nytheatre.com review by Lisa Ferber
January 22, 2008
Three Travelers by Richard Abrons is a smart comedy about three travelers who confront an irreverent guru in their search to better themselves...and yet, I'm not exactly sure what the point was.
The elegant, highly mannered Lydia (Kathleen McNenny) has told unhappily married Travis (Stephen Schnetzer) and Mavis (Judith Lightfoot Clark)—he, a bombastic, pompous stereotype of the jerky Wall Street broker involved in underhanded activity; she, a caustic and somewhat depressed art lecturer—that a particular guru saved the life of a suicidal friend. "She was suicidal," Lydia says, "But the last time I saw her she was glowing with content. She was taking people to the Tate gallery."
So the trio traipse off to India to find the guru, played by a very talented Kenneth Maharaj, who, using a voice that sounds both powerful and content, conveys the great master's mischievousness effectively. We first see the guru sitting atop a mountain (presented to us in a well-designed set by Don Llewellyn), answering a call on his cell phone.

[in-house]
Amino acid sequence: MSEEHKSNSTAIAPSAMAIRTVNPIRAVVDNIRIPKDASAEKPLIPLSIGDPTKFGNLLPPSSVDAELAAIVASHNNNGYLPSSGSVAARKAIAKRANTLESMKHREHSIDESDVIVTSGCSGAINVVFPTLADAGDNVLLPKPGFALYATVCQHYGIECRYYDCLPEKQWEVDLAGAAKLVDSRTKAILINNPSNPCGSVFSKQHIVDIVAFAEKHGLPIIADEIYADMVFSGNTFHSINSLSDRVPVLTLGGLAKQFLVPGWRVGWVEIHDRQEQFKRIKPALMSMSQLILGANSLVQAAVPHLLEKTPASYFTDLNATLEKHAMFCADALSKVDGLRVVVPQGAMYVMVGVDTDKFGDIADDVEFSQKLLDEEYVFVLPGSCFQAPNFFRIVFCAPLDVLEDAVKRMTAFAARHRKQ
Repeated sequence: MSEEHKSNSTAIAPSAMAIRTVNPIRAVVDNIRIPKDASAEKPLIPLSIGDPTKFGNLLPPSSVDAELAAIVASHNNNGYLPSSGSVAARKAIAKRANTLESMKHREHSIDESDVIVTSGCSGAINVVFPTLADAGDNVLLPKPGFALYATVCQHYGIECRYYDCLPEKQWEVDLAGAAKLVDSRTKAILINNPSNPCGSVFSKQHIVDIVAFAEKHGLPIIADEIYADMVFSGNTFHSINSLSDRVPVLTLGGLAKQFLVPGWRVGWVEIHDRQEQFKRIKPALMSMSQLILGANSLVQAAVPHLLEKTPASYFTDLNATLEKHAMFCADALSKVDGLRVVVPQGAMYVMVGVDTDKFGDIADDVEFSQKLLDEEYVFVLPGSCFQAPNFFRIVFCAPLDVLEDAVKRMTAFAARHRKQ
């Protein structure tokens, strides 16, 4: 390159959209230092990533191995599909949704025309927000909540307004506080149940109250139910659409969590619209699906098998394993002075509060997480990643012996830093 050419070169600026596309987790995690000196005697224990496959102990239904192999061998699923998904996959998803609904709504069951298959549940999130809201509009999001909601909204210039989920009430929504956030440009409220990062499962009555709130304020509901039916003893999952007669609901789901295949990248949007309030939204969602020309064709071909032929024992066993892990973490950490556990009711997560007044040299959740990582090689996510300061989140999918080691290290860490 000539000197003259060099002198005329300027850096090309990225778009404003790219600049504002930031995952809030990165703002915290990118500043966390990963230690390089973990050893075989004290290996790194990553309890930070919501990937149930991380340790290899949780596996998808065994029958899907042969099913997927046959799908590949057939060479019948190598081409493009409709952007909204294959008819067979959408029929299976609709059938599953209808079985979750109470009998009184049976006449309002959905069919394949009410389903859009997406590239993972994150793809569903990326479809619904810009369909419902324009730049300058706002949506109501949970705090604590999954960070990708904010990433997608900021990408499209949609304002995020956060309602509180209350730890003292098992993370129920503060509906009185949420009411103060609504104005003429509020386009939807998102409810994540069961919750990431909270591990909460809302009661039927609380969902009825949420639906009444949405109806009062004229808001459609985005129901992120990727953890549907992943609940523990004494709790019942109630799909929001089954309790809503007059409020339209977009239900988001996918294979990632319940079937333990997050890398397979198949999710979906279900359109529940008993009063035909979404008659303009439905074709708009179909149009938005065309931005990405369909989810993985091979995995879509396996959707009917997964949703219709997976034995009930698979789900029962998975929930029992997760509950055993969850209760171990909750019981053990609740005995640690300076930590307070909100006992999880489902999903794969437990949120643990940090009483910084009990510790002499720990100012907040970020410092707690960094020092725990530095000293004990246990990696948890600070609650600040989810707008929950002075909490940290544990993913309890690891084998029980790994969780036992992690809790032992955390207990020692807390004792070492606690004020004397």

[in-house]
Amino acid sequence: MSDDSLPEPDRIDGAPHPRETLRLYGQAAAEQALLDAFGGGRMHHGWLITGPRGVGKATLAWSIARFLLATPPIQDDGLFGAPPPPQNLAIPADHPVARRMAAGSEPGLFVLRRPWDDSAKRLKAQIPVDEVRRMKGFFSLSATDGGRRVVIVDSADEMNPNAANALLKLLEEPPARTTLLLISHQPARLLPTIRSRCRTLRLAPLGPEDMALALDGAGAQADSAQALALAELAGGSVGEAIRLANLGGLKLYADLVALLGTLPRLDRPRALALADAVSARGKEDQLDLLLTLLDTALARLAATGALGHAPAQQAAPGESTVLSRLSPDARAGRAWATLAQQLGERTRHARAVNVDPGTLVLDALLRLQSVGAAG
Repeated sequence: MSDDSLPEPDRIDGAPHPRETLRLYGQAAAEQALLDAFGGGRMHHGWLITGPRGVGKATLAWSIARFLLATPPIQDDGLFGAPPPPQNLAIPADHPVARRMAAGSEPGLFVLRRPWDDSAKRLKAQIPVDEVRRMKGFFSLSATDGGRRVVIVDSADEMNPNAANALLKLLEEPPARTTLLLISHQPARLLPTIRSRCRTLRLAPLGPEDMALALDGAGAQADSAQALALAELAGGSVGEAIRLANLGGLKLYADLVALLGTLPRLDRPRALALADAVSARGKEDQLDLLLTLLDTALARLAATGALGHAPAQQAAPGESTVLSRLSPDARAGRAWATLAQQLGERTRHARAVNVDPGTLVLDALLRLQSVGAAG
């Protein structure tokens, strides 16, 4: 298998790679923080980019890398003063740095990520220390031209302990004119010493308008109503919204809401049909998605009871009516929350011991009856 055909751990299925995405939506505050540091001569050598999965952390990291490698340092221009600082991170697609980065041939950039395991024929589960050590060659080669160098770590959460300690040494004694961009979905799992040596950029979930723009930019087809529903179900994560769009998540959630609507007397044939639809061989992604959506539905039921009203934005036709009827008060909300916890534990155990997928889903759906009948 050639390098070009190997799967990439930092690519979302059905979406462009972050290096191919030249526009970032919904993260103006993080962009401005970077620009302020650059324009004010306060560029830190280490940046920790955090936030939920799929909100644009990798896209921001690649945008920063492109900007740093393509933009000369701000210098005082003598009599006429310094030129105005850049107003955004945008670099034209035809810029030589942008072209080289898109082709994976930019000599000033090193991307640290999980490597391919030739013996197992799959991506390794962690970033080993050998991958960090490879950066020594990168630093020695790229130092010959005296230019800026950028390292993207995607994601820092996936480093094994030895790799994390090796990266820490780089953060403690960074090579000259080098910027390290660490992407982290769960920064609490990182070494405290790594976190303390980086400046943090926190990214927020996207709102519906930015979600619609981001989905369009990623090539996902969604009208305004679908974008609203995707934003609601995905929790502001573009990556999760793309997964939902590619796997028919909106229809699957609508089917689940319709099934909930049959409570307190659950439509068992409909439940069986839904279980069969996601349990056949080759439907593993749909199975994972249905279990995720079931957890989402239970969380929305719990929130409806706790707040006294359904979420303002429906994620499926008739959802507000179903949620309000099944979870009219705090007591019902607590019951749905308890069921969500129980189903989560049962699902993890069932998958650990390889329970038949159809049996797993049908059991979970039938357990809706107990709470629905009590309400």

Now, this is not your peace-and-love, hug-supplying guru. He's a bit of a challenge. He tells the group he's currently reading The Story of O. When asked, "This is a guru book?" he answers, "Good guru book. It teaches submission."
He lets us know right off the bat that he is very fond of money, displaying a portable credit-card reading machine. And then he tosses a bunch of cards in the air and suggests they all play 52 Pickup.
The guru delivers a bunch of questions to the group: What would you like to eat right now? (Inspiring a slightly cringeworthy joke from Travis delivered in a yuk-yuk manner: "A cheeseburger. It's a lot of cholesterol but I am taking my Lipitor!") Who would you like to be? What would you like to get rid of in your personality? What are you most afraid of?
Everyone here seems clearly tortured about something from the start, and we eventually find out what's going on inside their minds. I won't give away the surprises, but it's hard to know who to root for here since none of the characters seems all that complex or at all concerned with their fellow person. It's interesting to watch due to dedicated performances, and there is the cute running gag of a guru who seems so un-guru like. And yet somehow, I wish the play had gone deeper into these characters. I left feeling entertained, yet not exactly sure what I learned, or what anyone in the group really learned.